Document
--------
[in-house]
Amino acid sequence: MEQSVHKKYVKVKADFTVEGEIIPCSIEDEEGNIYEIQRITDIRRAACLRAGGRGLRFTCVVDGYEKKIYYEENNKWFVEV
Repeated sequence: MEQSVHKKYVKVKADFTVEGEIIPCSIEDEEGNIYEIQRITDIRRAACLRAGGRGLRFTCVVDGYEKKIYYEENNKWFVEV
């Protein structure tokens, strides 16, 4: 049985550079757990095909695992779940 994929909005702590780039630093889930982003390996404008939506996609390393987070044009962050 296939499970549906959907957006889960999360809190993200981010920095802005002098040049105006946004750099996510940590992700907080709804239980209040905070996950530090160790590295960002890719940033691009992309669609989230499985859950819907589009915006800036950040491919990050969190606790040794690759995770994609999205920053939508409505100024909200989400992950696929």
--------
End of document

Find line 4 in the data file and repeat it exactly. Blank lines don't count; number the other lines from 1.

């Protein structure tokens, strides 16, 4: 049985550079757990095909695992779940 994929909005702590780039630093889930982003390996404008939506996609390393987070044009962050 296939499970549906959907957006889960999360809190993200981010920095802005002098040049105006946004750099996510940590992700907080709804239980209040905070996950530090160790590295960002890719940033691009992309669609989230499985859950819907589009915006800036950040491919990050969190606790040794690759995770994609999205920053939508409505100024909200989400992950696929």